Madrid, Spain, September 2 – 12, 2019
Deadline: Jun 2, 2019
Universidad Autónoma de Madrid, Spain, September 2-12 2019
Many of the objects that are admired today in Spain’s major museums arrived here in the Early Modern period. Collections of art, artifacts, and objects – everythig from paintings and sculptures to armor, textiles, feathers, books, exotic shells and even animal horns – transmitted a variety of meanings, many of which are lost to the average museum visitor today.
Understanding these objects (their origins, how they arrived and how they were seen) introduces students to a deeper appreciation of how Spanish history and identity has been and is created in relationship with the rest of the world, and especially with Spanish-speaking America and Asia. The course will explore these issues using ten selected objects that will provide a view of early globalization focusing on questions raised by the objects themselves. One of the topics to analyze will be the relationship of art to diplomacy, seeking to shed light on the value of paintings of distant places, peoples and animals as «proof» or «document» in the age before photography, or the place of «the others» (non-Europeans) in the history of Spanish and European societies in general, both in the past and in today’s globalized and multicultural world. Attention will also be paid to questions such as commerce, consumption, religion, and gender in a world of travelling objects and persons, always with an emphasis on elucidating how these travels created new meanings for objects in new contexts.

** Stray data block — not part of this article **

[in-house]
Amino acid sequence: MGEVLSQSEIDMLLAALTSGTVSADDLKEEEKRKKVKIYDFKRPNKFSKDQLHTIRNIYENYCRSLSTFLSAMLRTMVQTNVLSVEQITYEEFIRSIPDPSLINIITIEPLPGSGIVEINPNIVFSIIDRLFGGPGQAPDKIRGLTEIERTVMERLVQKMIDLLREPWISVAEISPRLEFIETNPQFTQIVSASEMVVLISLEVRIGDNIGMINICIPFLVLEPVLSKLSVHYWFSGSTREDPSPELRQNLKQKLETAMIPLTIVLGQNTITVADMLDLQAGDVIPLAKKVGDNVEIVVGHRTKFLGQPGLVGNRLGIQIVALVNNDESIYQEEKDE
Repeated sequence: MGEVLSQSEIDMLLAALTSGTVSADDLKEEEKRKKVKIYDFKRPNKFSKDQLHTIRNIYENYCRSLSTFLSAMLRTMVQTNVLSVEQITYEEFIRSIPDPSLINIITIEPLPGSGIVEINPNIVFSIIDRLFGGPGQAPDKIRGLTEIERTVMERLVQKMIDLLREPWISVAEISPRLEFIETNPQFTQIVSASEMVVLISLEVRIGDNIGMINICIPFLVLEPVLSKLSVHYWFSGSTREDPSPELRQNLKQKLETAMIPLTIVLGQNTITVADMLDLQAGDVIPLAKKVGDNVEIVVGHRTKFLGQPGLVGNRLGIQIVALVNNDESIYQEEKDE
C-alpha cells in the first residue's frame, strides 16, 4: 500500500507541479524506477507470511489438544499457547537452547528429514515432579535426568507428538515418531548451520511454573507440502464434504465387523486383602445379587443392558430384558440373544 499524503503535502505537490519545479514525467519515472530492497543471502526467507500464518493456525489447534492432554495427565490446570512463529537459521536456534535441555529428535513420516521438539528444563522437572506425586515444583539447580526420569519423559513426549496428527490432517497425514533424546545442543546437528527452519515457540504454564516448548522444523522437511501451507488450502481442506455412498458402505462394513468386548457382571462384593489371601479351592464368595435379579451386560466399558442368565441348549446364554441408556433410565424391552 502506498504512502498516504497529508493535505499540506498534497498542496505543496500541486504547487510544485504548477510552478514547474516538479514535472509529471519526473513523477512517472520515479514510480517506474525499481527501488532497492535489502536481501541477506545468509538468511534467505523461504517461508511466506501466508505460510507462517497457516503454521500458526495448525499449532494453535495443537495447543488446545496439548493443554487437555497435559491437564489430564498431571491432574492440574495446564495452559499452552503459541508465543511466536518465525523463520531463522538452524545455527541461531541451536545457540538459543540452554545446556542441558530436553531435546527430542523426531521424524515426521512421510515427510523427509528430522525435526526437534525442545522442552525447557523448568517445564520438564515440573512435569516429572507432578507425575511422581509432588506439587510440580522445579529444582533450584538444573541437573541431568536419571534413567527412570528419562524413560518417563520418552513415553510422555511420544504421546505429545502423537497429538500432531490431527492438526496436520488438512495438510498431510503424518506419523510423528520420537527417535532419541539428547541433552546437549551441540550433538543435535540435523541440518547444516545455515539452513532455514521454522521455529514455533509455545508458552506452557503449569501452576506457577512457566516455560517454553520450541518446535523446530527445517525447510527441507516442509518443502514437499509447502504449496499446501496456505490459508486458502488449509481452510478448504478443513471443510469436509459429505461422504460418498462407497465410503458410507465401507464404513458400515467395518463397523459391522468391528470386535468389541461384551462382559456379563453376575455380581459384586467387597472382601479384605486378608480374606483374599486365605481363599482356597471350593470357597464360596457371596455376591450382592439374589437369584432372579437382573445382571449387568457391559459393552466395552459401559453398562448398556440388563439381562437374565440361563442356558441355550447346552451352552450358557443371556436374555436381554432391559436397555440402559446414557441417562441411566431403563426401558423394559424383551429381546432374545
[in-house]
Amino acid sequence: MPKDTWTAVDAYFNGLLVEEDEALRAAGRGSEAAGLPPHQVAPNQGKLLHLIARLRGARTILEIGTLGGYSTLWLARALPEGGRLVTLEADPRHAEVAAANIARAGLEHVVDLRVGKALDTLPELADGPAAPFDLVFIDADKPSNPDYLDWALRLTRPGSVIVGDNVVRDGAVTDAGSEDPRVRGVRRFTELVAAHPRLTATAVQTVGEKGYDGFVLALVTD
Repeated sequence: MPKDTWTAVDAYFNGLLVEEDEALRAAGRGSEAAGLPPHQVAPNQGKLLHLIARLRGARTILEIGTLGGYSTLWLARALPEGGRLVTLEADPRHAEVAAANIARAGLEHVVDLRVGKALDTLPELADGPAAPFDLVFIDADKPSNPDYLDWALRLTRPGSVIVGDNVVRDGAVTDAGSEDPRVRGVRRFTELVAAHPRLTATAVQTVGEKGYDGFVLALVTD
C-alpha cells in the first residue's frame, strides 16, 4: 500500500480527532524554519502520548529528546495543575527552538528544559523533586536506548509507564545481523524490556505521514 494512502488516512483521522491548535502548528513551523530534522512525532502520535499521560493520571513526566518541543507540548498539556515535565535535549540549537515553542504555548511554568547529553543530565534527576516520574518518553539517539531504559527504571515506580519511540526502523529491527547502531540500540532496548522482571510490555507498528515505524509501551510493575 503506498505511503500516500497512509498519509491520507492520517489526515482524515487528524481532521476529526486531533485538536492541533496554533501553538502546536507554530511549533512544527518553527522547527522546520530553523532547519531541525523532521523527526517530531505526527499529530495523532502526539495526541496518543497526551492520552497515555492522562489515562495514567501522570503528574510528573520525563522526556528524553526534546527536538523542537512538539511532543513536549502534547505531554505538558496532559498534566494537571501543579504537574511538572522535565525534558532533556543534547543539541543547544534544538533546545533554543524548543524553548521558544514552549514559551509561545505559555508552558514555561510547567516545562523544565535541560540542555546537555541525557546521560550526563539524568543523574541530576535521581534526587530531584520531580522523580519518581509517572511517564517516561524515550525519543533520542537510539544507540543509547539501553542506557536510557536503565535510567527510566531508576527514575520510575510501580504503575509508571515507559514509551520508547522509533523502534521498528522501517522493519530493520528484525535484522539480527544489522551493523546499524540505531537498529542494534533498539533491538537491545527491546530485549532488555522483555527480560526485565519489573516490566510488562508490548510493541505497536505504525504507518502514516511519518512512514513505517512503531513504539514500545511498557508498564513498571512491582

This course has a practical, object-based character, with practically all of the sessions taking place in museums, libraries and other collections in Madrid and its surroundings. Presentations and discussions will take place in fromt of the objects themselves. This experience will help students to work with objects and to be aware of the material aspects of globalization, further from what is expressed in academic texts and articles. It is expected too that all will feel something of the fascination and intrigue experienced by contemporaries who saw these things for the first time.
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